The day started out on an adventurous note when I left my room at sunrise and encounter a large bull elephant standing next to the raised platform that led to the main tree house. I waited patiently as he stared me down from about 20 feet away and eventually he started grazing on a nearby tree and turned his back to me. I took advantage of my opening a slowly crept by him as silently as possible...
I must have been about 10 feet behind this enormous bull. I checked carefully to see if he was in must which would indicate that he would be very dangerous, aggressive and moody. Luckily there was no liquid on his back legs (the tell tale sign of must) so he was not likely to charge me as long as I showed respect and gave him a wide berth.
This morning we set off in a comfortable land rover in search of two female lions and their cubs. The terrain was an aquatic wonderland peppered with palms and other tall hardwood trees.
Our search took us across Jao island where we encountered the rare red lechwe the area is famous for. The lechwe is a small water antelope with a red coat that lives in the world between land and water. We soon picked up the lion tracks and it appeared they were on the move.
The scenery reminded me of traveling down the Nile river in Egypt on a felucca sailing boat. Lots of palms and tall reed banks. We eventually landed at a pretty little island where we found fresh lion tracks. We sat up on a wooden platform and enjoyed a morning coffee break as we soaked in the gorgeous scenery all around us. We then returned to the land rover and quickly found the lions lounging in the tall grass nearby. There were two females and two lion cubs about 6 months old. The lions were quiet relaxed as we sat within 10 feet or so taking pictures and listening to the little ones mewing to each other. We then headed back to the lodge for a great lunch and while the others took advantage of the bush spa for massages Marc and I set off by boat with the manager of Jao, Anthony, who graciously escorted us to inspect the two nearby lodges of Jacana and Ketswana. It took about 15 minutes by power boat to reach Jacana camp which was like a little Gilligan 's Island with 6 cabins set around the small island looking out over the water. Unlike Jao, Jacana does not have raised walkways so it feels a bit wilder to walk from your room to the main area. Hippos and elephants are common visitors to the camp. Next we were off to Ketswana lodge which took about 45 minutes by boat. This lodge was like a mini Jao camp with beautiful common areas and nicely furnished tents though not quite as luxurious and spacious as Jao.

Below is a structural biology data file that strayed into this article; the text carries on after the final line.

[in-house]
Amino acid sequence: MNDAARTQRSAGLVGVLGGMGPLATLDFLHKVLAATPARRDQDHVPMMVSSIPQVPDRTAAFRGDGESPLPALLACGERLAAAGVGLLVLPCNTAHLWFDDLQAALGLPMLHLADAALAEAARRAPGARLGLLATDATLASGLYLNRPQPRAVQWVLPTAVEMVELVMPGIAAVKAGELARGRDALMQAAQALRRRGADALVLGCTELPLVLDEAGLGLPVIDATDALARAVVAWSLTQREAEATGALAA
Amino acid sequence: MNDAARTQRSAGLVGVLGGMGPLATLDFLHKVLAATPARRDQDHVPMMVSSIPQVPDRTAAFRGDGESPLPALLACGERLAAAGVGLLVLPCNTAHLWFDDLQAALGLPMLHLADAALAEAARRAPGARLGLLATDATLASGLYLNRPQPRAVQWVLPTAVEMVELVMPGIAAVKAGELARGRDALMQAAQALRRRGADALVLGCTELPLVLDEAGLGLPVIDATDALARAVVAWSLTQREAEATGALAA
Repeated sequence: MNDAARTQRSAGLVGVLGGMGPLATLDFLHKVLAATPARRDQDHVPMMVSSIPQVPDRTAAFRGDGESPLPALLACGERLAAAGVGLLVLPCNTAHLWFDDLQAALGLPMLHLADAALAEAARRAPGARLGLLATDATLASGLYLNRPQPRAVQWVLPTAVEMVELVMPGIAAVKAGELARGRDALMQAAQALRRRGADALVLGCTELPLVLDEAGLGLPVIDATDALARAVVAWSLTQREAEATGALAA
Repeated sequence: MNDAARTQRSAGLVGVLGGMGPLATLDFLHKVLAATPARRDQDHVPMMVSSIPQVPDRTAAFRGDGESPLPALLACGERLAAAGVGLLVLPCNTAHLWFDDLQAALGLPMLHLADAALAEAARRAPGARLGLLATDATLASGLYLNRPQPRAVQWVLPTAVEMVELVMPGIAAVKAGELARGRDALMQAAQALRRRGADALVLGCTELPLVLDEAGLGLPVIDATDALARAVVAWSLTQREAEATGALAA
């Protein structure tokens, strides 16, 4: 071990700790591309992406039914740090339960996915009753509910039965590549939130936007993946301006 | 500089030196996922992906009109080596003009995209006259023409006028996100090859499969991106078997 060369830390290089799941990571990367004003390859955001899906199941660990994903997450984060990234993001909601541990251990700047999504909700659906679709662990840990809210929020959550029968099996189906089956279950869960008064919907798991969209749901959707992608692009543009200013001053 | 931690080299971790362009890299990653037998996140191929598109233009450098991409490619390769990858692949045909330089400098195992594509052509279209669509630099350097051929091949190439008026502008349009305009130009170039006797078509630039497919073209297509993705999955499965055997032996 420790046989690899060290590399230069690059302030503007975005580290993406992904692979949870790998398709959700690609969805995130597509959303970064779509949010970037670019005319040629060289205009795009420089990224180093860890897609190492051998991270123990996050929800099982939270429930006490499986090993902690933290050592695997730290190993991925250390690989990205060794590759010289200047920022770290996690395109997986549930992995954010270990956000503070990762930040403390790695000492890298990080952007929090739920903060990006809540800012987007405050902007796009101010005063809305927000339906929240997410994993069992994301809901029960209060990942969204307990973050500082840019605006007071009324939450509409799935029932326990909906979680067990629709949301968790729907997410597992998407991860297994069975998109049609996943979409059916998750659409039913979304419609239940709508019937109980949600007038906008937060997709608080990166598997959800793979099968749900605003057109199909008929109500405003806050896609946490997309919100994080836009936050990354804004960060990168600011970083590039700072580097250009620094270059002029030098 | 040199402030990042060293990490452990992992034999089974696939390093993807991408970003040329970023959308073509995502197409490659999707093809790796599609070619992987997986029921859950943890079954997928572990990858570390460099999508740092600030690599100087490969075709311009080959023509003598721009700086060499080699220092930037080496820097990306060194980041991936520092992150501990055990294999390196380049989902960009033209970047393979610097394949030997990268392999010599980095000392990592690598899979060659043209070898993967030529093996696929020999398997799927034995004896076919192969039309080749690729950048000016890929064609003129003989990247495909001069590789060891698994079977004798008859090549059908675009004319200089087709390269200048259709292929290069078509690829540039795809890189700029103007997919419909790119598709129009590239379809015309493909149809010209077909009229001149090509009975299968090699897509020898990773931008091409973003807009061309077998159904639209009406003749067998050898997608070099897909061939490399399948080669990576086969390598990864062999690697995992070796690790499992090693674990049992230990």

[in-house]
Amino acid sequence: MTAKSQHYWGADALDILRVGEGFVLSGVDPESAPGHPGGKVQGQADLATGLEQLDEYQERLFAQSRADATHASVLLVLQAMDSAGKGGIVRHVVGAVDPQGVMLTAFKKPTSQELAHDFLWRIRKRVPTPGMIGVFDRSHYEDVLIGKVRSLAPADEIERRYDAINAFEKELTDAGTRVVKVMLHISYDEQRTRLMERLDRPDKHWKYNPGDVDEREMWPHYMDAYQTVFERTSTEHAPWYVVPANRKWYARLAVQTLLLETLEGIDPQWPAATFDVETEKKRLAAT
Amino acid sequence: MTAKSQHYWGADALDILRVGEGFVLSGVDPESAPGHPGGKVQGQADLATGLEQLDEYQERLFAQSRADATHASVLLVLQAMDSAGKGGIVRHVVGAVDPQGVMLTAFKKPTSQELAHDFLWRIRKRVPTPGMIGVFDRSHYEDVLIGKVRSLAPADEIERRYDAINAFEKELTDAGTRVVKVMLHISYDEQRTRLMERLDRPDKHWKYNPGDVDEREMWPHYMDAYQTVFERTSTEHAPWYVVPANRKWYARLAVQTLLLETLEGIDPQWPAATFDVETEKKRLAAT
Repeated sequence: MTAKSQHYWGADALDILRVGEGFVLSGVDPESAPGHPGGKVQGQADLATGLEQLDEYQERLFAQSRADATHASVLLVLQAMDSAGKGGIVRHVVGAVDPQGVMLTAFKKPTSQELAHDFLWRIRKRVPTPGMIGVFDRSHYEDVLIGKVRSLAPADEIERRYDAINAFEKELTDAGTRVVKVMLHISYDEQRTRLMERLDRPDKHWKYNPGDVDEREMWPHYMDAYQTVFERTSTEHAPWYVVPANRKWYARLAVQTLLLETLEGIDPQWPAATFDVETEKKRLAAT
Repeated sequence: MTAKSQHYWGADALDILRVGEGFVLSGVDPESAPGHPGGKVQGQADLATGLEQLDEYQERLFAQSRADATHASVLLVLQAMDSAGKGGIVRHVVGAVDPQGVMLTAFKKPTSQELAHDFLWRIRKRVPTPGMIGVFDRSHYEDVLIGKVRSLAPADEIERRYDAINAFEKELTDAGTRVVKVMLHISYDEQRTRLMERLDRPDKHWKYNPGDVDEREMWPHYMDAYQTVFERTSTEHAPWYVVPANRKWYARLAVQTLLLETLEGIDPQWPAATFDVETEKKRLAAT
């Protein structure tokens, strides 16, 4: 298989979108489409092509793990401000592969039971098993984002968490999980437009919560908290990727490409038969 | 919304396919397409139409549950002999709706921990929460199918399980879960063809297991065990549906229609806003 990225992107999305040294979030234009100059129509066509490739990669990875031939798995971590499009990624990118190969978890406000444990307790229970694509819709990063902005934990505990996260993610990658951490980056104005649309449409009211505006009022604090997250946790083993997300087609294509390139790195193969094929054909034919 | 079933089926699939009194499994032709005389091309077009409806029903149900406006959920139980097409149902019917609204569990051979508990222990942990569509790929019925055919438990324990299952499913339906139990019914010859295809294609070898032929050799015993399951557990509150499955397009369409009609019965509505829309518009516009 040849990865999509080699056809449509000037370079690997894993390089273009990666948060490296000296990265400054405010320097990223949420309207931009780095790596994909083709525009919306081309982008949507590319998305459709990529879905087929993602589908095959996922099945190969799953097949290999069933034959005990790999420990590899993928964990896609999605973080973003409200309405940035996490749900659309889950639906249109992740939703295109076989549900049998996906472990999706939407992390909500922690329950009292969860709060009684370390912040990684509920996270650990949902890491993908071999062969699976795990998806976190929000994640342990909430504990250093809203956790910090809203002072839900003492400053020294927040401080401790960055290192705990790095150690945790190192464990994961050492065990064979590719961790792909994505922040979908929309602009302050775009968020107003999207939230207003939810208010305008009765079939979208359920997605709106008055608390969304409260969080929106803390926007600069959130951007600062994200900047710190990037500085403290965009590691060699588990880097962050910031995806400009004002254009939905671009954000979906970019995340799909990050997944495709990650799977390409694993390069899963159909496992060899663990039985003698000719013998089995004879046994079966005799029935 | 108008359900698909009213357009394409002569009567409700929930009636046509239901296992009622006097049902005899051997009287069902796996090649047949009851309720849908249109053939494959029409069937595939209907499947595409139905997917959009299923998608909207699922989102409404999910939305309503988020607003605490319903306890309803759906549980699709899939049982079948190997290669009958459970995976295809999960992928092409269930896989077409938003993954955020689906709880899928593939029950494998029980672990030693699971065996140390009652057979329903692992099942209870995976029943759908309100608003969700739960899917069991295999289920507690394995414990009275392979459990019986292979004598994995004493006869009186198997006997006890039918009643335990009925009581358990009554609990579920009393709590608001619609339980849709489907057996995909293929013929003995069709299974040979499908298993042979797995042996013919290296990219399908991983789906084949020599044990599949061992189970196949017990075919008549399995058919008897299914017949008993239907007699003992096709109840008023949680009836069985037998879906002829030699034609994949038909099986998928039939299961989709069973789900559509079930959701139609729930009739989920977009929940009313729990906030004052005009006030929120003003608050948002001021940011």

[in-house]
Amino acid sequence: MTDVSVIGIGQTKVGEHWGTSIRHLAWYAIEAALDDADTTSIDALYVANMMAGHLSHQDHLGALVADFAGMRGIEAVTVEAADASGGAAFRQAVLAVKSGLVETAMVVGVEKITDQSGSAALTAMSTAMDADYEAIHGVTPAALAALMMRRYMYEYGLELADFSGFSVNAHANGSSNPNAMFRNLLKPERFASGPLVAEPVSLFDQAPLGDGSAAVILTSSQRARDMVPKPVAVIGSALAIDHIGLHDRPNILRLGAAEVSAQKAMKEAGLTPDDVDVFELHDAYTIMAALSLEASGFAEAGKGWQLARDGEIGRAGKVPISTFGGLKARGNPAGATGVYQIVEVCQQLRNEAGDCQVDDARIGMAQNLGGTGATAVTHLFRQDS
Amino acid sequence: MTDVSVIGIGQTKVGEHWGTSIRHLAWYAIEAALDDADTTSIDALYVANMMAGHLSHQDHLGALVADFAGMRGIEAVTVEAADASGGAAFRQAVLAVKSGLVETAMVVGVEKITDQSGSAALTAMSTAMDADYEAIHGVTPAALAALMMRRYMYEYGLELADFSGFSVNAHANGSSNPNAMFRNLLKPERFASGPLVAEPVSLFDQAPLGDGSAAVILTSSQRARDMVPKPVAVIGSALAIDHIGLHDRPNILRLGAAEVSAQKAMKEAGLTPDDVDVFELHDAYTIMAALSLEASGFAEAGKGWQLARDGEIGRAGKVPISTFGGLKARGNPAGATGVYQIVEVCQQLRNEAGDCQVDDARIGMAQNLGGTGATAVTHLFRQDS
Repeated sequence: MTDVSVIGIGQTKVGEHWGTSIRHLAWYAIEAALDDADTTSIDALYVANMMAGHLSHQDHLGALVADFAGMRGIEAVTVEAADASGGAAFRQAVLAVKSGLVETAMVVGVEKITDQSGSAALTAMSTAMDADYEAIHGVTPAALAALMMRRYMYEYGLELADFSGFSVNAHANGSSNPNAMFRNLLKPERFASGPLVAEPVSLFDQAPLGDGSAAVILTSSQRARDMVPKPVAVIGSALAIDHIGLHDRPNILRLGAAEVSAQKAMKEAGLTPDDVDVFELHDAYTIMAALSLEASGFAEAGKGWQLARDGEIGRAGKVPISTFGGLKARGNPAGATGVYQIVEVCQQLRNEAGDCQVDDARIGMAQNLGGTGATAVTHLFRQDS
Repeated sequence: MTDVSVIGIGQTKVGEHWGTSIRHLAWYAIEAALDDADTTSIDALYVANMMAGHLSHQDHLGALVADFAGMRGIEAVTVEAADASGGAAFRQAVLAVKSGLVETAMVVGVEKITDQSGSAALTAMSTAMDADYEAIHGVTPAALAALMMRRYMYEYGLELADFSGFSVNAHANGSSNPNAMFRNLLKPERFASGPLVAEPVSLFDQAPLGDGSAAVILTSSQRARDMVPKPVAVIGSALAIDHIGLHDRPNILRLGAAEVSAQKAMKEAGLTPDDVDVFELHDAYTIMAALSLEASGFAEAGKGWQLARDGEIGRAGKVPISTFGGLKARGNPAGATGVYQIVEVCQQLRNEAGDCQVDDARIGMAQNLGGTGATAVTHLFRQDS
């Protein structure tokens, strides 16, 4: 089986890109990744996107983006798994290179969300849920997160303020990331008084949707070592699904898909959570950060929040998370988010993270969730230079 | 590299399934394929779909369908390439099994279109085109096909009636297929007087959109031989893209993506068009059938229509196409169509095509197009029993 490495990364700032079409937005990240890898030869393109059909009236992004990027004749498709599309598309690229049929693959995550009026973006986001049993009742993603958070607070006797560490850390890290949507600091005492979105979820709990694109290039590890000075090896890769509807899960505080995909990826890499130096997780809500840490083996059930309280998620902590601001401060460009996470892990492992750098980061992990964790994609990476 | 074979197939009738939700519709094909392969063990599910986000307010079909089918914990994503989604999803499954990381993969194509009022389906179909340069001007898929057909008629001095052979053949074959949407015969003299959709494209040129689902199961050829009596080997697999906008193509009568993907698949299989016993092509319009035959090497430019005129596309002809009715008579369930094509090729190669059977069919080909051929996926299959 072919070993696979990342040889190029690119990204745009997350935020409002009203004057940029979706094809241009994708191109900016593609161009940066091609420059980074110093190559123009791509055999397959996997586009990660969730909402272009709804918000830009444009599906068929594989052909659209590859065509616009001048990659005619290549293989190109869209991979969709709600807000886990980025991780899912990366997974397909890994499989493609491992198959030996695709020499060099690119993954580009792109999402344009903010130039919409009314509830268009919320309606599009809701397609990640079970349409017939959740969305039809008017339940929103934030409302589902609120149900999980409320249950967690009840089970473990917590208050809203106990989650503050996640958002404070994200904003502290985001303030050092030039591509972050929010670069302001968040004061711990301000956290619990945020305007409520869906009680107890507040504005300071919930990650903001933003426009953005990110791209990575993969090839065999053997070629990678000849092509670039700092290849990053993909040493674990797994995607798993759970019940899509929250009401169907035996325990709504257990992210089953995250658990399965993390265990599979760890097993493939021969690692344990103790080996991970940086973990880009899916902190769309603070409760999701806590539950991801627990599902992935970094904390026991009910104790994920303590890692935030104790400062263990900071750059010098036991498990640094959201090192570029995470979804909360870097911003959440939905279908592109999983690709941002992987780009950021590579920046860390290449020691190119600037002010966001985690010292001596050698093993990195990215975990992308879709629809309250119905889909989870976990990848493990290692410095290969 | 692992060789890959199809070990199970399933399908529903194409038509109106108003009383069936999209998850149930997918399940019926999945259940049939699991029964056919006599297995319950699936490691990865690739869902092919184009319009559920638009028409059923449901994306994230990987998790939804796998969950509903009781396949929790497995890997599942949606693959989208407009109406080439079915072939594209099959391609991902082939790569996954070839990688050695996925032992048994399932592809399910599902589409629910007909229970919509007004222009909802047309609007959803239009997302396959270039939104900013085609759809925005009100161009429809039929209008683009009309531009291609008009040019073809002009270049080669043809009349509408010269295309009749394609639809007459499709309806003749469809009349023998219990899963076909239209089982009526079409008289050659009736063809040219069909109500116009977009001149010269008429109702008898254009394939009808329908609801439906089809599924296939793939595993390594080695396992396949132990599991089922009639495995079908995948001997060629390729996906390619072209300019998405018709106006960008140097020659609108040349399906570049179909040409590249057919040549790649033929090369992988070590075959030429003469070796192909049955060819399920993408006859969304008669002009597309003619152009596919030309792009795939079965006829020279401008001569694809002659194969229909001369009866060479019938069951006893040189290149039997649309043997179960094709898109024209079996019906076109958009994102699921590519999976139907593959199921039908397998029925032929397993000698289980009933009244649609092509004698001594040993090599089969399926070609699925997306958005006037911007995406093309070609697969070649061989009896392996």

We retuned to Jao and set off on our afternoon activity which was a boat ride through the channels to a nearby lagoon. We saw some huge catfish and a giant croc on the banks that we were able to approach within only a few feet before he plunged into the river. On our return to camp Anthony had arranged a private wine tasting off one of he top South African wines including merlot, cab sav, pinotage, and shiraz.
We tasted some gold medal winners including one by an all African team led by a woman vintner whose wine is called Tandi. It was a delicious treat for us all. Dinner featured a Moroccan Lamb with risotto side and veggies. We adjourned to the fire pit after dinner for a quick night cap to round out another wonderful day in the bush
Tomorrow we are off to Namibia and will stay overnight in the capitol city of Windhoek. It should be fun...I hope I will have some Internet to contact home and send my last 5 days of blogs out...